Floella Benjamin warns British children’s TVs could ‘disappear from screens’

Legendary children’s TV presenter Floella Benjamin has warned that UK children’s TV could “disappear from screens” as the sector faces market failure.

The Play School star, now known as Baroness Benjamin, has called on the Government to support funding for the sector so that a program that reflects British children’s lives can be sustained.

The Liberal Democrat counterpart said at the House of Lords: “Since the Young Audiences Content Fund closed early, which provides up to 50% of the show budget, new commercial content has been available to the public. for children in the UK continues to decline.

“The children’s television production sector faces a market failure and a major challenge.

“And without funding, TV shows that reflect the lives of British children could disappear from national screens, which would be a tragedy.”


Adorable Play School stars (from left) Big Ted, Hamble, Jemima, Humpty and Little Ted (John Giles/PA)

Baron Benjamin highlighted a proposal by the Union of Television and Film Producers (Treaty) to help the sector reduce taxes.

“Pact is proposing new 40 per cent tax breaks to help keep this hugely important sector thriving,” she said.

“So how is the Government doing its part to ensure that children across the country have access to high-quality British children’s programming and whether the tax relief proposed by the Treaty is supported? support to make sure we have more of the UK’s public commerce services playing children’s content?”

Whitley Bay culture minister Lord Parkinson responded: “The content fund for young audiences has always been designed as a three-year pilot.

“Now that it’s all over, we reserve the right to evaluate the entire competitive funding model to understand how it could be used to help.

“Any further investment from public funds will need to be considered against this and future broadcasting needs, but we are supporting children’s television to ensure that future generations can benefit from it as much as previous generations.”

He added: “The government recognizes the special social, educational and economic importance of television for children.

“That’s why we’ve put in place a range of measures to support it; Ongoing animation and tax relief schemes for children supported the production of more than 840 shows.

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“Working with Baroness Benjamin, we introduced powers to Ofcom to monitor and set criteria for providing television to children.

“And, of course, children’s TV has been selected for a competitive funding pilot, which has supported over 280 hours of new content.”


Baroness Floella Benjamin (David Parry/PA)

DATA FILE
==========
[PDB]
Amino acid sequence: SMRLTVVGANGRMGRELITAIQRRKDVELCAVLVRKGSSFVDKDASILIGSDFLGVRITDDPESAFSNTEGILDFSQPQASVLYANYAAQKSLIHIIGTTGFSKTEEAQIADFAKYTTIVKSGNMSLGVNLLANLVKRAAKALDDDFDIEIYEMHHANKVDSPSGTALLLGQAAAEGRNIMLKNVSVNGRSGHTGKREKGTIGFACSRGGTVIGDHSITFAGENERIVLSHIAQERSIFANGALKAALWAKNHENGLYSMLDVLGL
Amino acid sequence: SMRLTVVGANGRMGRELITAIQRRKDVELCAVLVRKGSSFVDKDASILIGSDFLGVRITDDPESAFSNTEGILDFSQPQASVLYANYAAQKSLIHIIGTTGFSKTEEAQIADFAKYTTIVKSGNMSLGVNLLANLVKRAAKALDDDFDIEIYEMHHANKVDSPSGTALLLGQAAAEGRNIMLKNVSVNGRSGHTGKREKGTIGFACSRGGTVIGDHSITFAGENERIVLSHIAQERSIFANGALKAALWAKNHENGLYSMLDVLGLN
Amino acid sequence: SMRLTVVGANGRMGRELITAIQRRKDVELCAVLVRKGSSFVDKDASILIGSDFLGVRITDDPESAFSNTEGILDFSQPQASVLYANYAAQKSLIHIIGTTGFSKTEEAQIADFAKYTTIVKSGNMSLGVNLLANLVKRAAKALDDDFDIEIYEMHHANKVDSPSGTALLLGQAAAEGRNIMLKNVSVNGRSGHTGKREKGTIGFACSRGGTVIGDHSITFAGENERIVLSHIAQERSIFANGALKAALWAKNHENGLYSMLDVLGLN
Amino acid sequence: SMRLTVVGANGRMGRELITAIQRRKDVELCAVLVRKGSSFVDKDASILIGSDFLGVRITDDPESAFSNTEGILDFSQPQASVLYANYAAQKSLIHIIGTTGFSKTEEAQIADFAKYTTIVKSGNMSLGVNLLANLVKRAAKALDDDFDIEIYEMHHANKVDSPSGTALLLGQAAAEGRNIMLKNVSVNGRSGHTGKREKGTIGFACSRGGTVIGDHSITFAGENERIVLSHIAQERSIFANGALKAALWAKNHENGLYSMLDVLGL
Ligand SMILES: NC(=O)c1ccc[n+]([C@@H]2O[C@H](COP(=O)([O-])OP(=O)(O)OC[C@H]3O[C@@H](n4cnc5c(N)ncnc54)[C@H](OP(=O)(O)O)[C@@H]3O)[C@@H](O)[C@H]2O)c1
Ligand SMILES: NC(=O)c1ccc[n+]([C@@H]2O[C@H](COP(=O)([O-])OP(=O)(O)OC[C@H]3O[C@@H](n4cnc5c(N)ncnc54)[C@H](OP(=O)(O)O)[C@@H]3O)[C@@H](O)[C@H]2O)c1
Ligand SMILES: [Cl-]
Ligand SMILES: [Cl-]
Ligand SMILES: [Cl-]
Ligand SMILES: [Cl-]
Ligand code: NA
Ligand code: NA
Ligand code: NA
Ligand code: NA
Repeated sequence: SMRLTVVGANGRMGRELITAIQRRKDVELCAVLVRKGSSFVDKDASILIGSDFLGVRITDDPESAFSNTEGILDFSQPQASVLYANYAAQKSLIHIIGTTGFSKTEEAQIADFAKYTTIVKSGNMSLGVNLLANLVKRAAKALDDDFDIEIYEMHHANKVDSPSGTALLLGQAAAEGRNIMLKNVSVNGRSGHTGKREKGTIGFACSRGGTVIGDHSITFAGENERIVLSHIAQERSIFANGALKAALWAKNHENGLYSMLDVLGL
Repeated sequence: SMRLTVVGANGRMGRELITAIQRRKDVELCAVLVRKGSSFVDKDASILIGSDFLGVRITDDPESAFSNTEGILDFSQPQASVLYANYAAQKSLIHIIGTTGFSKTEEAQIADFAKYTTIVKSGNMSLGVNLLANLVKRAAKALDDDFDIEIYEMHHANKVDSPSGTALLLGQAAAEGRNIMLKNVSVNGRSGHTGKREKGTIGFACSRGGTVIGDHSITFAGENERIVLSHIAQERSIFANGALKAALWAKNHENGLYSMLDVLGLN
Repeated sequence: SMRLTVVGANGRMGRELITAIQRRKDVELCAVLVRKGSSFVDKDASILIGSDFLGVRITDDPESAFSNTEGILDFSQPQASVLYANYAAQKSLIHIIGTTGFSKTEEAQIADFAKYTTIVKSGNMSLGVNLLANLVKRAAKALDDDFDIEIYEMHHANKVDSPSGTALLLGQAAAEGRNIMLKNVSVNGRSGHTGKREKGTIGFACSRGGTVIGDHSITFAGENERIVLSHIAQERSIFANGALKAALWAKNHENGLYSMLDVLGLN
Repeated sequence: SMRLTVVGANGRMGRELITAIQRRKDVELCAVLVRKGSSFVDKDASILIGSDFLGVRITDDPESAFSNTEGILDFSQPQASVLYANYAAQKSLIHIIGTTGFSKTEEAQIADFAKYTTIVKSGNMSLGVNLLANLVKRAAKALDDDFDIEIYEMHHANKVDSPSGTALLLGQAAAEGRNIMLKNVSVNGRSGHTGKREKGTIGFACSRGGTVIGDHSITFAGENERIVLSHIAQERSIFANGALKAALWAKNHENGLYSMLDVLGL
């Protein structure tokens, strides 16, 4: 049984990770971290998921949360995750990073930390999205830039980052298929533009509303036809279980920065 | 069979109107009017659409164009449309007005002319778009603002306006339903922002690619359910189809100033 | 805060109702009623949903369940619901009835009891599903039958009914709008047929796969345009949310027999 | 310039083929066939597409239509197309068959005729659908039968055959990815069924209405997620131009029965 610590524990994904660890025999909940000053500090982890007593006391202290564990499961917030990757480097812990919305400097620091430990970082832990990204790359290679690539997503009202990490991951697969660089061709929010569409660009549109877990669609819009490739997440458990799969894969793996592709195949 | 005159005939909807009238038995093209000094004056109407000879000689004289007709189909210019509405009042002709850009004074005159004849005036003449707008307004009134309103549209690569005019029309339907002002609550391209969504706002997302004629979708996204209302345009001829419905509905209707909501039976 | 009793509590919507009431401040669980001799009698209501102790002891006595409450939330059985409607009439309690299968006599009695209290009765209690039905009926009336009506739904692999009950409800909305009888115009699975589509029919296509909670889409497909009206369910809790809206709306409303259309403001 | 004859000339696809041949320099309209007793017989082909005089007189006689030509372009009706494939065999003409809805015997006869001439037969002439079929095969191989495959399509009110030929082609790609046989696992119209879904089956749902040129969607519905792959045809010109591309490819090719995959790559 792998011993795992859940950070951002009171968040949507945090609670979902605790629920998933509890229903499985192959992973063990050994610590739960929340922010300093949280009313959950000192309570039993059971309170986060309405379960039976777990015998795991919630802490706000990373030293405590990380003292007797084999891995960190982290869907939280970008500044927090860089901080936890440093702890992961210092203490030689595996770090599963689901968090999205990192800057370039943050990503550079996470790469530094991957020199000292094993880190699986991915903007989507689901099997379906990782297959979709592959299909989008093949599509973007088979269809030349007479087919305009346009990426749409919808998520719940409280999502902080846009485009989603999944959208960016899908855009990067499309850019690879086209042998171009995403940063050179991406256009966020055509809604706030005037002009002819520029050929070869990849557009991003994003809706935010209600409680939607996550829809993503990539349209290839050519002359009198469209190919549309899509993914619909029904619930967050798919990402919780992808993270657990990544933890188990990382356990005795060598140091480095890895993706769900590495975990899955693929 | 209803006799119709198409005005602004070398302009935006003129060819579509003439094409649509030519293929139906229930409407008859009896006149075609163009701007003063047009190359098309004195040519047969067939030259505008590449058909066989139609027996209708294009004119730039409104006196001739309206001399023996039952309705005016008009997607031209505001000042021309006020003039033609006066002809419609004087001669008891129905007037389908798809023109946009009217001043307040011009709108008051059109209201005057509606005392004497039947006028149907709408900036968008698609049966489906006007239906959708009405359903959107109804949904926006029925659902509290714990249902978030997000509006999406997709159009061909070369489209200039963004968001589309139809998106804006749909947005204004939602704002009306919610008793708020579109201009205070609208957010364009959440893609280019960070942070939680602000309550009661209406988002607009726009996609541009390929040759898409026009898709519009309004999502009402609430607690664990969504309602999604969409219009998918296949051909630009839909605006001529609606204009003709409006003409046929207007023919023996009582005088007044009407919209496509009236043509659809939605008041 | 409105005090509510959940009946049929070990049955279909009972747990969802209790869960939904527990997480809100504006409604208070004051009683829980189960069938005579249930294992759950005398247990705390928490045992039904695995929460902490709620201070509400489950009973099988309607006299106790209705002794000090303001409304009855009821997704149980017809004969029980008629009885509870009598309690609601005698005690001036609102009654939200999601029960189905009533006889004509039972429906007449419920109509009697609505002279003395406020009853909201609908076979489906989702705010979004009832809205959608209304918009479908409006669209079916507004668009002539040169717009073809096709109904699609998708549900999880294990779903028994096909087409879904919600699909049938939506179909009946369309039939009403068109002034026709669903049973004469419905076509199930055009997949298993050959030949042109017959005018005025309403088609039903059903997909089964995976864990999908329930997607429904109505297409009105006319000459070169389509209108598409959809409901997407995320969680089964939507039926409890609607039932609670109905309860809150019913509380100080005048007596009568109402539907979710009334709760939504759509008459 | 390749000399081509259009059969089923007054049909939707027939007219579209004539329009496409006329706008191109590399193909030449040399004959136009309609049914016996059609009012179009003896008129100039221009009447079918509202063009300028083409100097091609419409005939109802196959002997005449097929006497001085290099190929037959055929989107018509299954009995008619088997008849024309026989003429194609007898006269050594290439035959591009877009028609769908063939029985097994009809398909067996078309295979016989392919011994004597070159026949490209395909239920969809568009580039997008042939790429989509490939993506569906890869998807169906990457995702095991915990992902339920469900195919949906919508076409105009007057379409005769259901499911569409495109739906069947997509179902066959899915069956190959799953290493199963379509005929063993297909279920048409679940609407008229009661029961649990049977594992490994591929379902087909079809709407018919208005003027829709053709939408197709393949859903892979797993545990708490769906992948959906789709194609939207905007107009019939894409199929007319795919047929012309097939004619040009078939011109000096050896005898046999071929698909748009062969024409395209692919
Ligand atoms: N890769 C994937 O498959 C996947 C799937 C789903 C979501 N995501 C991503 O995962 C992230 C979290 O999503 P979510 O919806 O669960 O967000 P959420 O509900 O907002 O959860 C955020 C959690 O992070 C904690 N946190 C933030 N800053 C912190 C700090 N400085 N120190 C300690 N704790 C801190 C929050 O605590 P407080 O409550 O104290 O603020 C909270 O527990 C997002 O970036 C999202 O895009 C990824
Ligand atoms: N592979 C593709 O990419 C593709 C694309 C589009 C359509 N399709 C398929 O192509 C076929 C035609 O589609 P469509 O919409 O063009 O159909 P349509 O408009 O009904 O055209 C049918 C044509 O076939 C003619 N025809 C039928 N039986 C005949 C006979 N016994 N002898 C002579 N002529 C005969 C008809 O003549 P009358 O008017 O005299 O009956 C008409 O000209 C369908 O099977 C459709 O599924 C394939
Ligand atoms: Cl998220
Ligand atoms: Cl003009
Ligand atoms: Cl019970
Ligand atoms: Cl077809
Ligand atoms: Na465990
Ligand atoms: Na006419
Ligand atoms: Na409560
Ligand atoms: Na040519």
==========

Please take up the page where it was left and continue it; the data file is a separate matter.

Arts consultant and fellow Labor Baron McIntosh of Hudnall has warned that the US children’s program market is poised to fill any gap in the UK market.

“Mrs Benjamin rightly pointed out that the danger at the moment is an oversupply of perfectly reasonable content from elsewhere, mainly from the United States, especially for the public,” she said. youth.”

“Can the minister answer the question of what that is doing to the skill base that we have in this country?”

The minister assured her that the Government wanted to make sure there was “specifically British” content and that it was helping the creative sector address the skills gap.


Team Rainbow (Myung Jung Kim/PA)

He said: “The government is clear that we want to see specifically British content so that young people who have grown up in this country can watch it on their televisions and on their tablets, regardless of their age. see what the content is like.

“In terms of skills, through our creative industries vision, the department is working to address skills gaps even within the creative industries to ensure we can continue to create world leading content.”

Former culture minister and Tory counterpart Lord Kamall asked what public service broadcasters have to offer when it comes to children’s television that commercial channels do not.

Lord Parkinson replied: “Commercial broadcasters do deliver excellent content, but public service broadcasters play a unique role in ensuring underserved groups are served. .

“There’s not always the same commercial potential in children’s television, which is why we have specific areas of work to focus on.”

https://www.independent.ie/entertainment/floella-benjamin-warns-british-childrens-tv-could-disappear-from-screens-42325295.html Floella Benjamin warns British children’s TVs could ‘disappear from screens’

Fry Electronics Team

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